The industries cluttering the river banks meant that the Falls had lost their original claim to spectacular natural scenery. For several miles, factories, mills, docks, and then railroads increasingly hemmed in the river, insinuating soot into its mists which was often "so thick you could cut it with a knife," according to the Richmond newspaper. Apparently no one even bothered to record how the water coming out of the mills and factories looked or smelled. Perhaps the only people close enough to the water to tell found the sweet smell of profit overwhelming.

The roar at the Fall LIne had become muted by the "throng of travel, the roaring and whistling of steam, and the rumbling of water-wheels and machinery," as Samuel Mordecai complained in 1860. Canals drained much of the river's flow to keep the gigantic wheels running and the iron cooled as well as to float boats. Even the granite of the surrounding cliffs, especially on the south bank, was being cut back, providing stone for building. The James River Canal, and later the railroad tracks, took full advantage of the land that the river had so patiently graded above the Fall Line. The first settlers' dreams of wealth supported by the river seemed to have finally materialized with apparently negligible costs. The Fall Line wilderness had been tamed to suit people, just as the rest of the American wilderness would be: its original beauty survived only in pale and soundless watercolor landscapes.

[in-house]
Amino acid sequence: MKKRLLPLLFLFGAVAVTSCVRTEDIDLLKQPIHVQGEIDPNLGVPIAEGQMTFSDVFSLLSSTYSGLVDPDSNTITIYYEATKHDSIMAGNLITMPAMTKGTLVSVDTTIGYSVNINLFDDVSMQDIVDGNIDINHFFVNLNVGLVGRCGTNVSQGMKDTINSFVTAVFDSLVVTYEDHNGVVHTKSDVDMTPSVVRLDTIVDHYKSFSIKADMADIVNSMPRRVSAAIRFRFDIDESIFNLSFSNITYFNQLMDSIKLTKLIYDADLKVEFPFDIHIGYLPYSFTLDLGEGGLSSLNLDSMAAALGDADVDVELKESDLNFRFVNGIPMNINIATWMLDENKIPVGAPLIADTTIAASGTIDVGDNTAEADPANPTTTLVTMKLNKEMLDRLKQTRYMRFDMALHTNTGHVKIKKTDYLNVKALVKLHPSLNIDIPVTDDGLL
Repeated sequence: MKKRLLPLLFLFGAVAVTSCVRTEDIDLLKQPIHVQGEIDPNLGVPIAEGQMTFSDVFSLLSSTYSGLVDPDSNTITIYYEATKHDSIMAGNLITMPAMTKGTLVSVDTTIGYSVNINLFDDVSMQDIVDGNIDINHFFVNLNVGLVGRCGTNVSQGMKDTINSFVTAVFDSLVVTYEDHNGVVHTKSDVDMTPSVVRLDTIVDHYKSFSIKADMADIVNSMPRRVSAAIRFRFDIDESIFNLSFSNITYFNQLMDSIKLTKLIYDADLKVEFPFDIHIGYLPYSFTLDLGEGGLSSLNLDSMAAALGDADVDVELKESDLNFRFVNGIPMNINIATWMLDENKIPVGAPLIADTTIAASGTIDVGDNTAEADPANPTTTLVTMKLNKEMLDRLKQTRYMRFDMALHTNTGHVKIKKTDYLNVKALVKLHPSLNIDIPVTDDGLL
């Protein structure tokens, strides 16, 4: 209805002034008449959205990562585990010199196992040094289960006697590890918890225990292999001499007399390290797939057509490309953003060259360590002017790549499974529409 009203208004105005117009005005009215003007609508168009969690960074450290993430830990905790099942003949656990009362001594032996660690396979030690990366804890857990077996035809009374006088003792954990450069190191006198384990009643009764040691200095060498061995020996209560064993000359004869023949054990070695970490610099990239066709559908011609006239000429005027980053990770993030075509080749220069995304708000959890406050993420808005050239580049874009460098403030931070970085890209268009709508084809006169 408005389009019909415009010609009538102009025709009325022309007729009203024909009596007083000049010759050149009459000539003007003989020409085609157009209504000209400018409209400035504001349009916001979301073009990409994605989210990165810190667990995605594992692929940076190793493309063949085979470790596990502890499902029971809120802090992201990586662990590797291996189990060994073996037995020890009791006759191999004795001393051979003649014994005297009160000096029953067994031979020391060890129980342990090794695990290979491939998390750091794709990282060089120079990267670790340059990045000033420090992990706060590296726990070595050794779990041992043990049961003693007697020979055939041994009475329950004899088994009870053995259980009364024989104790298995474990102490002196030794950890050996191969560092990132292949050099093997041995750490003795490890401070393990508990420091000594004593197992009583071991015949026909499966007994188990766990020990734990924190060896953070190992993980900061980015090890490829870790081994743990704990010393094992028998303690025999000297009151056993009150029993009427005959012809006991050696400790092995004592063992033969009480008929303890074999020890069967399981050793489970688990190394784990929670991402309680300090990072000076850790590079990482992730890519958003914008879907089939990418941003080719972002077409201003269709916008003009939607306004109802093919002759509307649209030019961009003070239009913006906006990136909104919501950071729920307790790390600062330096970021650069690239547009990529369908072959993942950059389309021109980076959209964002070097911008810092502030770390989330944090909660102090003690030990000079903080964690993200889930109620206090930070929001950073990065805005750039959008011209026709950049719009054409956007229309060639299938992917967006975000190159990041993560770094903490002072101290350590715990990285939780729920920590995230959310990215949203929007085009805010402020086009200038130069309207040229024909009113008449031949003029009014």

A similar story could be told for any major river on the East Coast. Indeed, there are scholars who contend that American shave never really recovered from the shock of being thrust into the chaos of a wilderness, and that the need to change, to tame and impose a different, more practical, order on nature, lies at the heart of our national character. This urge to "redeem" nature by changing and using it is not just for the sake of short-range economic benefits; psychologically it may run deeper, and probably is not conscious. Rivers in particular can seem like natural enemies, for they may "betray" the trust of people who are dependent on their steady flow by flooding or drying up. They may be neither neat, nor polite, nor generous to their human neighbors.

The thesis is interesting but hard to prove. What is it that compels people to try shaping and controlling the river, regardless of far-reaching consequences and the certainty of floods? The economic reasons usually given seem inadequate, especially when time and events often prove the promised financial bonanza to be limited or illusory. I am reminded that when, as a child, I had a mountain stream to play in, one of the first things I did was to start hauling rocks to build a dam. My frustration when the dam did not retain the water's force for long was more than overcome by the delight of changing the shape and texture of the water for a few minutes and feeling some control over the habitat of the nervous crayfish. I suspect that this determination to shape flowing water according to human will is not exclusively American.